Why have there (still) been no great women artists?

Why have there (still) been no great women artists?

The ten most expensive paintings in history were all painted by men. Even in the 21st century, women artists continue to be underrepresented in galleries, museums and at auctions – here’s why.

“As we all know, things as they are and as they have been, in the arts as in a hundred other areas, are stultifying, oppressive, and discouraging to all those, women among them, who did not have the good fortune to be born white, preferably middle class and, above all, male.” These lines were written by art historian Linda Nochlin in 1971 in her essay “Why have there been no great women artists?”, yet they seem to be just as relevant 50 years later. To this day, only two works by women have made it into the top 100 auction sales of paintings, although about half of the top 25 have women as their subject.

“In historical times, there was quite simply a lack of training opportunities, of options to gain visibility and thus also to gain a reputation,” says Katrin Hassler, art sociologist at the University of Lüneburg. Up until the 19th century, women were barred from studying the nude model and certain prestigious institutions such as London’s Royal Academy of Art didn’t allow women to study at all.

Those who managed to assert themselves have mostly disappeared from the collective memory, but art historians are trying to help them regain visibility. One of them is Camille Morineau: “At the time the critics were macho, they could only write about men, but if you look at the list of artists in the exhibitions, you’ll find quite a lot of women artists in those shows.”

In 2009, she experienced first-hand how scarce information about female artists is when she curated the exhibition elles@centrepompidou with exclusively female art – at that time a novelty. She then decided to found AWARE, a non-profit organisation that publishes free content about the work of 20th century women artists on its website. By doing so, Morineau wants to break a vicious circle: “When you realise that there are a lot more interesting artists than you think, you want to buy them, you want to show them, you want to write about them and by producing this information, exhibitions or books, you create value for the artist.”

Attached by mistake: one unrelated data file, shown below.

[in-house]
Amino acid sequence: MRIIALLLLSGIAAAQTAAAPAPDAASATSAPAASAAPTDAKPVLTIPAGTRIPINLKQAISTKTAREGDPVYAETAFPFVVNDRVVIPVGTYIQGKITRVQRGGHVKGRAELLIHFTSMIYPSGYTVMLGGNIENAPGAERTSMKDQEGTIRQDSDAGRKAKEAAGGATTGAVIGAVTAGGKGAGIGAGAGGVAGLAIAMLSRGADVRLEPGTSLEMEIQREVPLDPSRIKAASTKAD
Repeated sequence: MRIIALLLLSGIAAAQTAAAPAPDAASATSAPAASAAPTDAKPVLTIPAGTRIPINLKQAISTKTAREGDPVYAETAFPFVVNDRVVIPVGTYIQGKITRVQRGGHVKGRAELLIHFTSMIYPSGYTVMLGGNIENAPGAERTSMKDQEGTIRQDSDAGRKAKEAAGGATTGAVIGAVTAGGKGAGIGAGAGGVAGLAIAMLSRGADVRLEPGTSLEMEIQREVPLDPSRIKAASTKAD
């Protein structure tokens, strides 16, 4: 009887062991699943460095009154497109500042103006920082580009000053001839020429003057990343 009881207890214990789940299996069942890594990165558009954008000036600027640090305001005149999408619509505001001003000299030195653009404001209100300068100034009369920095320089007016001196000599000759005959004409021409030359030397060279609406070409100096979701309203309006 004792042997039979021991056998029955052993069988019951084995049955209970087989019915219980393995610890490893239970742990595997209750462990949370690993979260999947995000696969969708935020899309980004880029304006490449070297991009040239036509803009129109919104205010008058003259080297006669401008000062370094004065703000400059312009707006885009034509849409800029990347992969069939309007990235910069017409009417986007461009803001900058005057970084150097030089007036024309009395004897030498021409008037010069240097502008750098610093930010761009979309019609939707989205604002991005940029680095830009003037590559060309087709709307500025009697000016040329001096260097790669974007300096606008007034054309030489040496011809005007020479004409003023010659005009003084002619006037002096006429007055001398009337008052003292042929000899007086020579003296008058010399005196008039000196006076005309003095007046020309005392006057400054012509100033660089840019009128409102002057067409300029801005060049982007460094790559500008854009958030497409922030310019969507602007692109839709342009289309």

Of the $196.6 billion spent on art at auction between 2008 and 2019, work by women accounted for just 2%. A study from 2017 shows that viewers rank images higher if they are attributed to a male artist – one reason being that there is a lack of role models, Hassler explains: “If I proceed purely rationally on the market, then of course, in a risk assessment, the safe way is to bet on the men, where you know they achieve their prices.”

The lack of role models also affects the next generation of women artists. Although more than half of art school graduates today are women, only 1 in 10 living artists represented by galleries are female. “If there were more women artists in official art history, then maybe more art students would feel better about themselves and decide to become great artists,” Morineau suggests. Gender-based education still plays a role as well: “Women haven’t been told how to promote themselves and it’s an important thing as an artist to be able to talk about your work, to feel that you’re strong enough to meet a gallery and say, listen, I’m a really good artist.”

“This is an exclusion that works very subliminally and is hardly visible, which is why it’s so difficult to grasp and is often not even identified as such,” says Hassler. In addition to male professors at art colleges, who tend to promote male students more strongly, and poor compatibility with family life due to financial risks, the sociologist cites a reason already mentioned by Linda Nochlin: “In the art field, we’re still confronted with the myth of the artistic genius, which historically has strong male connotations.”

Nevertheless, things have improved since 1971, which Morineau partly credits to #MeToo. “Some galleries now specialise in discovering artists from the past. They really make a living out of these historical women artists,” she notes. Studies suggest that female artists are the best investment because the prices of their works are rising much faster than those of men. Another trend that can be observed is that of all-female exhibitions. A 2018 exhibition of work by the artist Hilma af Klint ended up being the most-attended museum show in the Guggenheim’s history.

Some are critical of this development because they fear that it will once again ascribe a special role to women artists, but Morineau is positive about it, using the upcoming exhibition “Elles font l’abstraction” at Centre Pompidou as an example: “The artists have nothing really in common other than being abstract and being women. For many years, most of the shows were done with only male artists.”

Nevertheless, the issue must continue to be raised, “to show that we are not at the point where people often think we are,” Hassler warns. Here she would like to see a stronger focus on intersectionality. Likewise, Morineau wants to create more awareness for black and queer artists through AWARE. Both the sociologist and the curator see the responsibility for driving change primarily at art colleges and universities, where the next generation of artists and art historians are trained. However, each and every one of us must also do their part, Morineau believes: “The chain of recognition is something that is collective work. When you decide to visit the show of a woman artist and pay for a ticket, or as a collector you decide to buy a woman artist, you contribute to this change.”

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